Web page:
Crusade

Crusade Picking up from where Dragonwall left off the book sheds light on the Cormyrean king masterminding and then leading the crusade in the defense of the entire continent following the invasion of easte

  • Title: Crusade
  • Author: James Lowder Larry Elmore
  • ISBN: 9780880389082
  • Page: 122
  • Format: Paperback
  • Picking up from where Dragonwall left off, the book sheds light on the Cormyrean king, masterminding and then leading the crusade in the defense of the entire continent following the invasion of eastern Faerun, Ashanath, Rashemen, and Thesk, by Khahan Yamun and the Tuigan horsemen Whereas Horselords looks at the story from the point of view of Koja and the Tuigan, and DraPicking up from where Dragonwall left off, the book sheds light on the Cormyrean king, masterminding and then leading the crusade in the defense of the entire continent following the invasion of eastern Faerun, Ashanath, Rashemen, and Thesk, by Khahan Yamun and the Tuigan horsemen Whereas Horselords looks at the story from the point of view of Koja and the Tuigan, and Dragonwall looks at the continuation of the same story from the point of view of General Batu and the Shou Lung, Crusade is written from King Azoun s and subsequently the West s perspective In addition, there are two parallel stories running the king s relations with Alusair, his estranged daughter, and the adventures of John Razor, a fletcher from Suzail, as he takes part in the Crusade.

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      Posted by:James Lowder Larry Elmore
      Published :2019-07-20T19:01:50+00:00

    One Reply to “Crusade”

    1. Crusade wraps up the Empires trilogy, the plotline that focuses on the Tuigan Horde, and their invasion of Kara-Tur and Faerûn. Like Dragonwall, the book is written from the point-of-view of those fighting against the Tuigan. In this case, that would be one Azoun of Cormyr, and his Crusade. Being as that Azoun is a character who is directly featured in other novels, has supporting roles in other novels, or is simply mentioned in other novels, I would have rather gotten another point-of-view fro [...]

    2. This was a good one. I liked the premise of the Western Alliance going against the invading hordes of the East. My biggest issue was that I feel like some stuff I wanted to know was left out. I feel like this section of the series could have had 3 books all to itself. Alas, TSR must have been locked into a 314 page maximum contract with their publisher in the 80's. Also, the endding was slightly underwhelmingbut overall, a good series and I'm glad I read it.

    3. "Crusade" relates the story of Azoun, king of Cormyr, to organize a preventive attack force and destroy the Tuigan army before they reach the western nations (Faerun).Compared to the previous two books, there's little action in here, as most of the story focuses on the Azoun's quest for recruiting soldiers and mercenaries who would comprise his army. Eventually, the army gets ready and travels a long way to meet the Tuigan forces to unleash the so-called final battle.I have to say that I was dee [...]

    4. I really wanted to give this book 4 stars. King Azoun's preparation for the battle with the Tuigan, and the battle itself, was well paced but the Razor John story arc left me scratching my head. The whole thing just felt underdeveloped and really just halted the book at times. James Lowder did a great job of bringing this trilogy to a close.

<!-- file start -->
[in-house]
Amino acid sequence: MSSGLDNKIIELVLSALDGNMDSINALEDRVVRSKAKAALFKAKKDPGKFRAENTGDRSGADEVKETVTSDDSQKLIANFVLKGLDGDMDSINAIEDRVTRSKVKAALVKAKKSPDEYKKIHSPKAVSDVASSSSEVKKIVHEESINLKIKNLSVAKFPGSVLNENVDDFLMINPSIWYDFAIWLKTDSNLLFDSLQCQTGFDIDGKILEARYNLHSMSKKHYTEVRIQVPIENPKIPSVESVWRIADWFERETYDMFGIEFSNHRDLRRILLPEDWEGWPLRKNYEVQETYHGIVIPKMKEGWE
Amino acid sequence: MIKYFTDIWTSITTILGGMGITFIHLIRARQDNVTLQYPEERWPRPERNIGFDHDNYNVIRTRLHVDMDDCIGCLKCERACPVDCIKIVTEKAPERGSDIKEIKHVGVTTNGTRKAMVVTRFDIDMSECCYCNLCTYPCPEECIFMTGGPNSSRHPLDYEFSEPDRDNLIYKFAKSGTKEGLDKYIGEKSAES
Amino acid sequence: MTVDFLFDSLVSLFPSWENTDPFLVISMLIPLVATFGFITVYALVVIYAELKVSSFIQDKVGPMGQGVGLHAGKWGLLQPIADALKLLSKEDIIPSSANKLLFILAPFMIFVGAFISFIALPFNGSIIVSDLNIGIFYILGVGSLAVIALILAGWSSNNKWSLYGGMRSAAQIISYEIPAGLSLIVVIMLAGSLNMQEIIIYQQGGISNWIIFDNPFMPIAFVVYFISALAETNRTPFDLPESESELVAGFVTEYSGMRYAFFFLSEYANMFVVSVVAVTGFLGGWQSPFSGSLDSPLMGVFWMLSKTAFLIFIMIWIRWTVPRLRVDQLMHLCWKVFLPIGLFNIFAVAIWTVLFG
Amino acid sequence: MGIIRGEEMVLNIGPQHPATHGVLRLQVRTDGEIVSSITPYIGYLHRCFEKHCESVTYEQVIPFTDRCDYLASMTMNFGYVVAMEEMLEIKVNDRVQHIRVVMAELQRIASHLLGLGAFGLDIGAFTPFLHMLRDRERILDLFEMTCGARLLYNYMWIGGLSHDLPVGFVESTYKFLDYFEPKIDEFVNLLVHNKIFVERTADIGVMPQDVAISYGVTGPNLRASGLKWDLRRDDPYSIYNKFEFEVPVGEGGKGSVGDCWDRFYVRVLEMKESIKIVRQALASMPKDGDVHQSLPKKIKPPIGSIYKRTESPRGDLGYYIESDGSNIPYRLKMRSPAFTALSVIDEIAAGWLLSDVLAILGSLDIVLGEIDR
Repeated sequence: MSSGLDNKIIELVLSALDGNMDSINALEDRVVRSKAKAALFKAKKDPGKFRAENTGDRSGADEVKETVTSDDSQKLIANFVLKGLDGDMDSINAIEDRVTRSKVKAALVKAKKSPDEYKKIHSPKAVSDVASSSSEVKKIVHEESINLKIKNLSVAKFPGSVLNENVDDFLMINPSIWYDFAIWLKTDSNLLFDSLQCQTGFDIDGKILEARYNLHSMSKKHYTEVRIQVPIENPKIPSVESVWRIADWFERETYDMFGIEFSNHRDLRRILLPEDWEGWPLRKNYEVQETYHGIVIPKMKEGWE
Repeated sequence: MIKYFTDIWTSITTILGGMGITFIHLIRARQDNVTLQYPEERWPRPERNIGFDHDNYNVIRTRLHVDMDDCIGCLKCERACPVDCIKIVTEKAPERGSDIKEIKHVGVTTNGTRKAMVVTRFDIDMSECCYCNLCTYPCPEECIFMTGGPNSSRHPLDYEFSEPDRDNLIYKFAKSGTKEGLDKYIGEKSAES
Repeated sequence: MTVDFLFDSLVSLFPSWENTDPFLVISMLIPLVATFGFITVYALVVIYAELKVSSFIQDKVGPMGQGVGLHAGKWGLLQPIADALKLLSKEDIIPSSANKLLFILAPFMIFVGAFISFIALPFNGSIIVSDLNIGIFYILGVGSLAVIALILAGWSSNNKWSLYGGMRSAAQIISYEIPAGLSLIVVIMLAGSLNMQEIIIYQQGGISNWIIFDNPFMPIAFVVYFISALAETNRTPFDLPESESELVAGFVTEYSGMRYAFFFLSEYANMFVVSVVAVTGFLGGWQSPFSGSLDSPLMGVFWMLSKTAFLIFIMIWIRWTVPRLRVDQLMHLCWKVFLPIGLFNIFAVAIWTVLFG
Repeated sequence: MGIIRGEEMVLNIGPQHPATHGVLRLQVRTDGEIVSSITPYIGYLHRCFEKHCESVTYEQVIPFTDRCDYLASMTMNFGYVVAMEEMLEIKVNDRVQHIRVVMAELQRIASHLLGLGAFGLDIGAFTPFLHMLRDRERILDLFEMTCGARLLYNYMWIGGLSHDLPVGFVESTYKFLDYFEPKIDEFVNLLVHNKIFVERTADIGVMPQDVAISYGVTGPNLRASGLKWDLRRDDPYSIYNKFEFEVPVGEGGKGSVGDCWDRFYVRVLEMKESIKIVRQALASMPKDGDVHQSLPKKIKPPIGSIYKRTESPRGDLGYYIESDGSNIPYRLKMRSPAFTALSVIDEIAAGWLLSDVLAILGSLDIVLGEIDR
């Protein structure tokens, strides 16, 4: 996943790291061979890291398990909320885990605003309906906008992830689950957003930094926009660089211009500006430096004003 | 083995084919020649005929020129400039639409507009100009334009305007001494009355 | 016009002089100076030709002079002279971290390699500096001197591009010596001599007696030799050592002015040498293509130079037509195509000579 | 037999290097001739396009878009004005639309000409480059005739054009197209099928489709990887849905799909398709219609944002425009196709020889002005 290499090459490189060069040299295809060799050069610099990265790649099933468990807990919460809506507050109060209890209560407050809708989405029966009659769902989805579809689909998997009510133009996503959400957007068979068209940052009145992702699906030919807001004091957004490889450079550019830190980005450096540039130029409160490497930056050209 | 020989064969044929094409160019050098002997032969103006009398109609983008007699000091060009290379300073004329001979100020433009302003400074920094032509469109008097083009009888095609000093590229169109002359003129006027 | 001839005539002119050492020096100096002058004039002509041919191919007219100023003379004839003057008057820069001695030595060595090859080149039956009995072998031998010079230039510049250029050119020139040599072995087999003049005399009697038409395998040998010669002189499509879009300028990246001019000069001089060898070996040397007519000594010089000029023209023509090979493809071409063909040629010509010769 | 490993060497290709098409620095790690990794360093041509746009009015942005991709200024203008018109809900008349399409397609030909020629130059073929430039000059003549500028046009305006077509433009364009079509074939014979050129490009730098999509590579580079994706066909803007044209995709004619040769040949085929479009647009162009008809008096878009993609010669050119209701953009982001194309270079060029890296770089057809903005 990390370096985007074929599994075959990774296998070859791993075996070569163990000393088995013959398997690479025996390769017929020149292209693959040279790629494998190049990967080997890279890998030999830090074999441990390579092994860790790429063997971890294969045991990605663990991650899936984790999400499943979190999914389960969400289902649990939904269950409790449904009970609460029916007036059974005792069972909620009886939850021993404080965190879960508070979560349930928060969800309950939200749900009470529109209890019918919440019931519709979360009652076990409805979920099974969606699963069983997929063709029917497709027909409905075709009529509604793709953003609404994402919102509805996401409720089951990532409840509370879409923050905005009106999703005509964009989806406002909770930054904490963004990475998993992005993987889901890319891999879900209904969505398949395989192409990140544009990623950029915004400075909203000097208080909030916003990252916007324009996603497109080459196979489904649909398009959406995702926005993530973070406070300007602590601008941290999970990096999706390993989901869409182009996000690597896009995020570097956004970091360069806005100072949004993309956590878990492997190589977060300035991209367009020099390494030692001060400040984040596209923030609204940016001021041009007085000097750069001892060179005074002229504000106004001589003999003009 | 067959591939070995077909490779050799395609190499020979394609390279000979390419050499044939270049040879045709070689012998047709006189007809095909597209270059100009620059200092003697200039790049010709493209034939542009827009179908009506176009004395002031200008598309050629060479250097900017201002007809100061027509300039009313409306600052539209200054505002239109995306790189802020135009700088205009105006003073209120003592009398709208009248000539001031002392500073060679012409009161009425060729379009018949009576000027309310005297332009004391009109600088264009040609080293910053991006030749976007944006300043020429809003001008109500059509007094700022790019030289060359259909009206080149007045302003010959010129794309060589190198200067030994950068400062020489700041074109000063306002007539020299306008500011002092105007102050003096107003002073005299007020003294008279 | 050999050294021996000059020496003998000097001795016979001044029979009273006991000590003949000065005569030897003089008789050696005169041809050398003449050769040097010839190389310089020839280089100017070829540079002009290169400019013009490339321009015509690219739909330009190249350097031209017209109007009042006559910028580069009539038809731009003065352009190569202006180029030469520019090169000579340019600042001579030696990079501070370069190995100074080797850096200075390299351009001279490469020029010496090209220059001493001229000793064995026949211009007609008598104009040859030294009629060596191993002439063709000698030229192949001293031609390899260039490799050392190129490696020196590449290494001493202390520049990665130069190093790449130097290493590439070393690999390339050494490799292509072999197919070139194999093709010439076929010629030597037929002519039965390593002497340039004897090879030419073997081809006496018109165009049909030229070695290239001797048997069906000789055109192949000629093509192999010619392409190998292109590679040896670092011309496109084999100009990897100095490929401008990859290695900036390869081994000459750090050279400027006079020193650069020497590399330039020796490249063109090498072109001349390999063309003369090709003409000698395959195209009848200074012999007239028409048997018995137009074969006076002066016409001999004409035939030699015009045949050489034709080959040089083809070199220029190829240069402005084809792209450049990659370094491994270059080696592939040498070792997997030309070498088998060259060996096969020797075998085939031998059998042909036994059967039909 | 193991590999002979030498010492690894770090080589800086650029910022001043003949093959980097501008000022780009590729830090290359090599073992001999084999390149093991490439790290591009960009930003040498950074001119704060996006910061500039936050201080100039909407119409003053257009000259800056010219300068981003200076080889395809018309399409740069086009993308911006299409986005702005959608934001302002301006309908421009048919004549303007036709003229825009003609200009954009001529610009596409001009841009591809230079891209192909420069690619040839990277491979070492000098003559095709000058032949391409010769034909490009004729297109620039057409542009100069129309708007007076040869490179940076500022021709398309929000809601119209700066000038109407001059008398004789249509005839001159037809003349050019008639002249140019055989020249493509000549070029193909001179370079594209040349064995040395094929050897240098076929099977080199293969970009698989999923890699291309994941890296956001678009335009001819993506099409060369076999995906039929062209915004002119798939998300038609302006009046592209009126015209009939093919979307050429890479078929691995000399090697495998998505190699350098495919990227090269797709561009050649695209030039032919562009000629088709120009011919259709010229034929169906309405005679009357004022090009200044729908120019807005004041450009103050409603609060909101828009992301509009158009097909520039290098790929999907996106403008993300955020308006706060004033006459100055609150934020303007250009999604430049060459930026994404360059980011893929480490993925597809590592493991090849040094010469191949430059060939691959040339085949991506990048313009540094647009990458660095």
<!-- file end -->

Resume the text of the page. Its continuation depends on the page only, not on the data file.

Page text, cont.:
5. Let's rewrite the Mongol Invasions so the Europeans win1 April 2013 Well, here I am sitting in a pub at Heathrow Airport waiting for the gate from which my plane leaves is revealed. I am also somewhat tipsy which means that I am probably not in the right frame of mind to actually write a serious commentary (which is why I chose Crusade), and the fact that they do not have smoking rooms makes it even more annoying. Oh well, at least Frankfurt does, but then there is a 12 hour plane flight ahead o [...]

    6. Probably the best single book I've read so far in my ongoing quest to read the entire Forgotten Realms library. First released in January 1991, Crusade wraps up the Empires Trilogy from the vantage point of King Azoun of Cormyr. Having played some of the video games and from other partial readings, I've heard of the great King Azoun, but never read any of his stories. James Lowder did a great job in immersing the reader into the Realms. Perhaps the first novel that tackled day to day to life, an [...]

    7. This was not a bad wrap to the trilogy.Each book in series overlaps previous one.Introducing new cultural mythos and backgrounds.After almost none of it first two books.This one brings in more of the Forgotten Realms you expect.Magic, dwarves and things of that nature.The series as a whole, helping to lay out. A lot of the landscape of Forgotten Realm nations.More conflict and action in this one, from previous stories as well.

    8. Fairly good read following the story of how King Azoun formed an alliance with his neighbors to form an army to stop the Tuigan horde from invading the heartlands. Occasionally the story also focuses on a couple of other characters, such as an archer in the army, or the king's daughter.

    9. Read this one over twenty years ago - just adding it now for posterity. The western nations of Faerun band together in a most uneasy alliance to take on the Forgotten Realms' version of Mongols and their allies. Fun, but nothing special.

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